When you and your spouse are legally separated in New Jersey, you may think most about the day-to-day aspects of your separation. Your separation usually affects your taxes, though, and as tax season approaches, it is important to understand what factors you need to consider.
Your child support usually affects your taxes when you are legally separated. According to Marriage.com, you and your spouse cannot both claim your children as tax exemptions. You may want to decide in advance which of you will benefit most from these tax savings. If you have more than one child, it might sometimes be best if you each claim one of the children on your taxes. It is important to remember that your child support payments usually are not tax-deductible. Additionally, your spousal support is another factor to consider as you prepare to file your taxes. If you currently pay spousal support, you can usually deduct these payments. If you receive these payments, though, they are considered taxable income.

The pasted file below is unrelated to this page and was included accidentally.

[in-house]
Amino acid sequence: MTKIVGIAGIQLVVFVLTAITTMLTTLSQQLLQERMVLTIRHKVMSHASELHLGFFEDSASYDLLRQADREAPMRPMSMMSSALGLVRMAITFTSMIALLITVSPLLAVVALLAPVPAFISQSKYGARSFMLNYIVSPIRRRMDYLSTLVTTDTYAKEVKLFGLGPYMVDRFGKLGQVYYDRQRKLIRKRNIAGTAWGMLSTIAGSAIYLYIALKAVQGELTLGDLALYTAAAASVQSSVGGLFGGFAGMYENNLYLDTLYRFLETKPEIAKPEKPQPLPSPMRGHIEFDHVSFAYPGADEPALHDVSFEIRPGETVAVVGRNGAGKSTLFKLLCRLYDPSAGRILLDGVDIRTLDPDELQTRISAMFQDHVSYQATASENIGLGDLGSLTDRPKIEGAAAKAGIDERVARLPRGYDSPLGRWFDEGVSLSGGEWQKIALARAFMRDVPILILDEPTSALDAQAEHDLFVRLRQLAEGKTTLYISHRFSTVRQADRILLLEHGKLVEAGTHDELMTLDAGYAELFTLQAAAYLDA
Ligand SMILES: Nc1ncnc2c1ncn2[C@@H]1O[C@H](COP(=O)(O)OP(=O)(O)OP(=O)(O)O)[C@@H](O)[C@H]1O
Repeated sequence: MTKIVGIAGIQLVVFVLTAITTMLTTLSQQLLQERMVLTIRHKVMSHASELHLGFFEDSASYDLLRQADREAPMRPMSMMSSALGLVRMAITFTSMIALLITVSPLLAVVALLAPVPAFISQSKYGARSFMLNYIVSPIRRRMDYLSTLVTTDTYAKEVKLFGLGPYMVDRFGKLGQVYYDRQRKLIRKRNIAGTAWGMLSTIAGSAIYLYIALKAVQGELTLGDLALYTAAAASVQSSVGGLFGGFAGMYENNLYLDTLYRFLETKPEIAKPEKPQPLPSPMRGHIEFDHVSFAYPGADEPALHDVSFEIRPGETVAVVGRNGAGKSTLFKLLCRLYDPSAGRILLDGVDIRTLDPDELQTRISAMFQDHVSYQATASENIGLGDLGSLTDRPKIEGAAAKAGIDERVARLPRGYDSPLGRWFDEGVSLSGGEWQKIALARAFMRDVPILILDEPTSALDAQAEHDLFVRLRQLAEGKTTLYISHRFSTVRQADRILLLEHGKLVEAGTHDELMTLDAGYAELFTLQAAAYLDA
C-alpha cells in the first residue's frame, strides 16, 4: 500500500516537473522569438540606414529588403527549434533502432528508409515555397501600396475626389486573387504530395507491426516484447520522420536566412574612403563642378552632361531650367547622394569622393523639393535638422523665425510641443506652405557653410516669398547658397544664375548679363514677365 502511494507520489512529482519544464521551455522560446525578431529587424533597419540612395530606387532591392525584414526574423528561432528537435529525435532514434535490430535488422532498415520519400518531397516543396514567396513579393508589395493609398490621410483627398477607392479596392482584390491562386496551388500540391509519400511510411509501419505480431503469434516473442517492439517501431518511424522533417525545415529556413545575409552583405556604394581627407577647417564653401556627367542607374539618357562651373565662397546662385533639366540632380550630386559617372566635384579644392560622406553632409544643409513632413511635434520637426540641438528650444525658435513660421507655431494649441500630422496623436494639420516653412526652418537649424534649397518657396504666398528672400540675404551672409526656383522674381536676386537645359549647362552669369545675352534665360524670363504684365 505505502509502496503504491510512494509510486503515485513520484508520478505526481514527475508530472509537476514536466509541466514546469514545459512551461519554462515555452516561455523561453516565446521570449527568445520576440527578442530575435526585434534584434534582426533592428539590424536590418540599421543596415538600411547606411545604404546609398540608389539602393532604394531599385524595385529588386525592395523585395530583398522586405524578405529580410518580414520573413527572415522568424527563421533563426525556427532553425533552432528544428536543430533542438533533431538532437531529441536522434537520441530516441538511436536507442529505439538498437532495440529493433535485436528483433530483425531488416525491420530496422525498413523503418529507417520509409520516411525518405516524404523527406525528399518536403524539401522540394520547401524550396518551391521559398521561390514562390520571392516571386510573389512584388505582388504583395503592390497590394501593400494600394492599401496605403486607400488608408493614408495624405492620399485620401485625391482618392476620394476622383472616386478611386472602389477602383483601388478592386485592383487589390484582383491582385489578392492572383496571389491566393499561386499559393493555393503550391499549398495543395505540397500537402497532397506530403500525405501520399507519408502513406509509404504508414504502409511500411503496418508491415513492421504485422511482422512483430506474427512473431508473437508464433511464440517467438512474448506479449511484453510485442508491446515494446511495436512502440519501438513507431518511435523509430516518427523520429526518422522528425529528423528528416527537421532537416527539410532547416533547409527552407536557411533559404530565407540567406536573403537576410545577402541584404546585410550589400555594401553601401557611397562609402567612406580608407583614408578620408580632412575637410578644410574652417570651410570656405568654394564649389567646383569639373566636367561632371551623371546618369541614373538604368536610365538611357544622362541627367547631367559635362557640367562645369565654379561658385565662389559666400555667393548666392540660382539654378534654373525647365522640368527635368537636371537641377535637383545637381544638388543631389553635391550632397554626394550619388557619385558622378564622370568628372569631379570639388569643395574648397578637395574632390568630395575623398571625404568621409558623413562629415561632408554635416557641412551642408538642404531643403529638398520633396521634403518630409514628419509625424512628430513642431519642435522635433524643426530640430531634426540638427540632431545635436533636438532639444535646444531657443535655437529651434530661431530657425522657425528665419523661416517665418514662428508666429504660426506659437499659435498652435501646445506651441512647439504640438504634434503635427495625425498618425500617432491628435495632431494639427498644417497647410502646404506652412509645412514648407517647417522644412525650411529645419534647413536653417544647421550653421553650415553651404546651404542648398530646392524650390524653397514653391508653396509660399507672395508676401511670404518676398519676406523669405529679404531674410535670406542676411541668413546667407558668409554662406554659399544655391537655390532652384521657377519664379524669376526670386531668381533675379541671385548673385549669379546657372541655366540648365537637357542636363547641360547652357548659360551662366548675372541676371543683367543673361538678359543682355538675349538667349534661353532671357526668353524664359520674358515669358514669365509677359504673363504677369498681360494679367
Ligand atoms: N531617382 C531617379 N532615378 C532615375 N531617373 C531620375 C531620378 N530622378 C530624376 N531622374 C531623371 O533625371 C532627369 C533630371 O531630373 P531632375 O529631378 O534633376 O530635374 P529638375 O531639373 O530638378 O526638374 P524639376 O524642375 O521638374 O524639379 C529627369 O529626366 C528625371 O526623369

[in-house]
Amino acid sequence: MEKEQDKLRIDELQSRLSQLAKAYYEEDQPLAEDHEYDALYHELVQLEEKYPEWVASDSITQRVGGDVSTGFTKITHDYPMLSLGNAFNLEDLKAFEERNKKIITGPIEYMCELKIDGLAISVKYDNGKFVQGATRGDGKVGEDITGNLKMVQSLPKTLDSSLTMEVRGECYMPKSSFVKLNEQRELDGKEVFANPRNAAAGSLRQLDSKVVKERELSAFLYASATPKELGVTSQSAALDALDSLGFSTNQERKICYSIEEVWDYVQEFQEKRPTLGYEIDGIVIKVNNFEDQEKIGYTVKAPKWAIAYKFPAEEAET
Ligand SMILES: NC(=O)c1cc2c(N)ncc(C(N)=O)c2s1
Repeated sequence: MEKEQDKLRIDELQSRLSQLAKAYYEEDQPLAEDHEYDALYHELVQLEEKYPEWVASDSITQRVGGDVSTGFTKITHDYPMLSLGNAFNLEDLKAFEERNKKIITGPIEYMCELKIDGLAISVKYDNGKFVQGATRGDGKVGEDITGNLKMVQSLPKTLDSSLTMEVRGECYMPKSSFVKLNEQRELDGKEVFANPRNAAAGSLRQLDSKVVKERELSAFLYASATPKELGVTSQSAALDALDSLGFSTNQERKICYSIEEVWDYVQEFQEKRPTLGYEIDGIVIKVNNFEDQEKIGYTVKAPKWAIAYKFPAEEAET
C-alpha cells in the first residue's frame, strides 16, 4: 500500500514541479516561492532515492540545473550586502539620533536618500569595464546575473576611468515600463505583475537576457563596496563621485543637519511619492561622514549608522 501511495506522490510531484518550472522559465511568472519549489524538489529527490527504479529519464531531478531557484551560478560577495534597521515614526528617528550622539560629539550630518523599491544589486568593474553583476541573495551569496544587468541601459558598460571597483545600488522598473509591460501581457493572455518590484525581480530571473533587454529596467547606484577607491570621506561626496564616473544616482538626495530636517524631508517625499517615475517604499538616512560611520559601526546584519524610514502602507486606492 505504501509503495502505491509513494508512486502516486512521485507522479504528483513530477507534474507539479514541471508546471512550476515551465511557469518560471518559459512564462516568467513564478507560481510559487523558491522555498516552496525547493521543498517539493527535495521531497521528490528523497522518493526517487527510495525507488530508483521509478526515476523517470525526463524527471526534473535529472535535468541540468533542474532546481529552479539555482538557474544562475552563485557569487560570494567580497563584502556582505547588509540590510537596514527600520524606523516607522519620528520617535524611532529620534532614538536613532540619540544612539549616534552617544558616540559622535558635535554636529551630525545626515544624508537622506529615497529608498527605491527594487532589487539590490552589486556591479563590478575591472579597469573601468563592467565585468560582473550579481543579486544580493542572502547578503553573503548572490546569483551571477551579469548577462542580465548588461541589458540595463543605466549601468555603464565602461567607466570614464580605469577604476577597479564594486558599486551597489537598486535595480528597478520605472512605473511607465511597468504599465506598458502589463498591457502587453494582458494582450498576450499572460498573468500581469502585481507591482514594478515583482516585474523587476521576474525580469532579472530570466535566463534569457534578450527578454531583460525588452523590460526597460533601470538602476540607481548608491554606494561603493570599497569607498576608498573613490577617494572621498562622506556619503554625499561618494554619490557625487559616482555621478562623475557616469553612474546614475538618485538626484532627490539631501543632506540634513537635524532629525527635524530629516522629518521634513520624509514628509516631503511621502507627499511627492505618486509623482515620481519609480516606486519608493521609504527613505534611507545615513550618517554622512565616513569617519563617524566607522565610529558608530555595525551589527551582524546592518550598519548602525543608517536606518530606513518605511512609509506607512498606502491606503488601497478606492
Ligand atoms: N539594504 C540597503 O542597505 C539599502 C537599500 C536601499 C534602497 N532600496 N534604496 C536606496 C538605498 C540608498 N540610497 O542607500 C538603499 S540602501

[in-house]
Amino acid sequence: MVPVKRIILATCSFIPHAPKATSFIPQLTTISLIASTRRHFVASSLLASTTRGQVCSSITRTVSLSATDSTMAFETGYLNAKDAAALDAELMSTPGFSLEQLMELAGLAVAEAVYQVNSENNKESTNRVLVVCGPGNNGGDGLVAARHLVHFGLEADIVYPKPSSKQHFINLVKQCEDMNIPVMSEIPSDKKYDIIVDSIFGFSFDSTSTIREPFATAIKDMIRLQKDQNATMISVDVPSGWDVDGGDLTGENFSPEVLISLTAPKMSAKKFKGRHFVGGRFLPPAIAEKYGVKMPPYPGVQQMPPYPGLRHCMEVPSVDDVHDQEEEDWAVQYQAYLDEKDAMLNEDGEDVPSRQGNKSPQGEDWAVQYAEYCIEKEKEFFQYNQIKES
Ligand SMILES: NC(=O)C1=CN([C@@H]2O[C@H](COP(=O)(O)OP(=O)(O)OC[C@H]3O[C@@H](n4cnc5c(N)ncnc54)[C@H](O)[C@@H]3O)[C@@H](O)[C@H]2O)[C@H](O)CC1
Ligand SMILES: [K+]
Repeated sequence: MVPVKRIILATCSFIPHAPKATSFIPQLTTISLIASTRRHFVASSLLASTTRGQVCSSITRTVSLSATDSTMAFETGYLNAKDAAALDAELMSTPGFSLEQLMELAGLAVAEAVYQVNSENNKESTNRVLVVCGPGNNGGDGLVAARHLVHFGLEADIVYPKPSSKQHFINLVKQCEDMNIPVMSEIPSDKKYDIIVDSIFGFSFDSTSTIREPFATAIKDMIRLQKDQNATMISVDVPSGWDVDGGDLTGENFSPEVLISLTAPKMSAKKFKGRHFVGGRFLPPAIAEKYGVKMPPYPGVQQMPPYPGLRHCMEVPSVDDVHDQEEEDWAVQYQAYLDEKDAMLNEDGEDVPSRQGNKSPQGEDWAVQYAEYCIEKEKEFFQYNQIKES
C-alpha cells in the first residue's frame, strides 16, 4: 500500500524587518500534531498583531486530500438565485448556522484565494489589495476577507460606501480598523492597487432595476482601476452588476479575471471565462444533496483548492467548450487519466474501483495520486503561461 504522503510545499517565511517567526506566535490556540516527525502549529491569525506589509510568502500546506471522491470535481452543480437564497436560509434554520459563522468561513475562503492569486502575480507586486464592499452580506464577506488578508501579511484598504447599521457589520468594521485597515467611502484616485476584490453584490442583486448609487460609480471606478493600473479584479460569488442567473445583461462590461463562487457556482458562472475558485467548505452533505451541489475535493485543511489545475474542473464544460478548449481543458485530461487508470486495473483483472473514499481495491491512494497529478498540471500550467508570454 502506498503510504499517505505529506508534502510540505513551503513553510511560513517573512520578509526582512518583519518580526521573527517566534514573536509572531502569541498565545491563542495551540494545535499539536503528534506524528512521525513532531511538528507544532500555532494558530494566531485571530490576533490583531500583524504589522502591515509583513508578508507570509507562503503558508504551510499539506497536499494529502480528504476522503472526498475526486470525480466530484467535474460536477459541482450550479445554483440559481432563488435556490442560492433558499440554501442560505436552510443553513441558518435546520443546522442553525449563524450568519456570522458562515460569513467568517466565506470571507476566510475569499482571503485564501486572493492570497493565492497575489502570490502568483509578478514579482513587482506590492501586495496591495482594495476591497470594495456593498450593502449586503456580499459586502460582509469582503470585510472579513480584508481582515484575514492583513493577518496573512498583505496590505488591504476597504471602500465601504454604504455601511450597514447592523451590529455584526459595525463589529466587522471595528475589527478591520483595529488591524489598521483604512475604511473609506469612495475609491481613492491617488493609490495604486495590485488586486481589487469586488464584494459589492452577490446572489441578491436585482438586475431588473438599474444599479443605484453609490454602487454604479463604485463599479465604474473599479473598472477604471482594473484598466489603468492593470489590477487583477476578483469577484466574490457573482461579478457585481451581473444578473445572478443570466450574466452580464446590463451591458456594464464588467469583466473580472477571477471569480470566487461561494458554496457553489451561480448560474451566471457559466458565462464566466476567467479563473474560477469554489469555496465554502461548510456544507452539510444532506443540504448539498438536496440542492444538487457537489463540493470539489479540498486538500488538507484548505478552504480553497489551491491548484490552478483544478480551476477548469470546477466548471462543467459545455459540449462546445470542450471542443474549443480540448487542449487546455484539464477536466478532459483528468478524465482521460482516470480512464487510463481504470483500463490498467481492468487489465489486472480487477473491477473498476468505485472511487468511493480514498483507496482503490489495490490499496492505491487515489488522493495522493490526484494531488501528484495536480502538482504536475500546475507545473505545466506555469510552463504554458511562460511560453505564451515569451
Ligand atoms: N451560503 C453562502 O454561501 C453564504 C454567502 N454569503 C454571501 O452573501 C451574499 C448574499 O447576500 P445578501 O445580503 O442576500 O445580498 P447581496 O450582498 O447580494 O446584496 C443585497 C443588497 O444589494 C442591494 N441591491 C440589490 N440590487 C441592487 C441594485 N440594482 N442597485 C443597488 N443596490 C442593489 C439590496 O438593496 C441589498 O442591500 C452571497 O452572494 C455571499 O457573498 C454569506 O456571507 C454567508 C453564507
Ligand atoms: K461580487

You usually need to meet three requirements if you to want to file your taxes as the head of your own household. Your children generally need to live with you for the majority of the year and your marriage usually needs to be considered legally ended by New Year's Eve. Additionally, you typically need to have paid most of the expenses for your home.
It is important to remember that even if you are legally separated, you are usually still considered legally married. This means that you may sometimes still need to file a joint tax return. The types of deductions you can claim typically depend on whether you file a joint or head of household tax return, so it is a good idea to consult with a tax professional.
This information is general in nature. It should not be used in place of legal advice.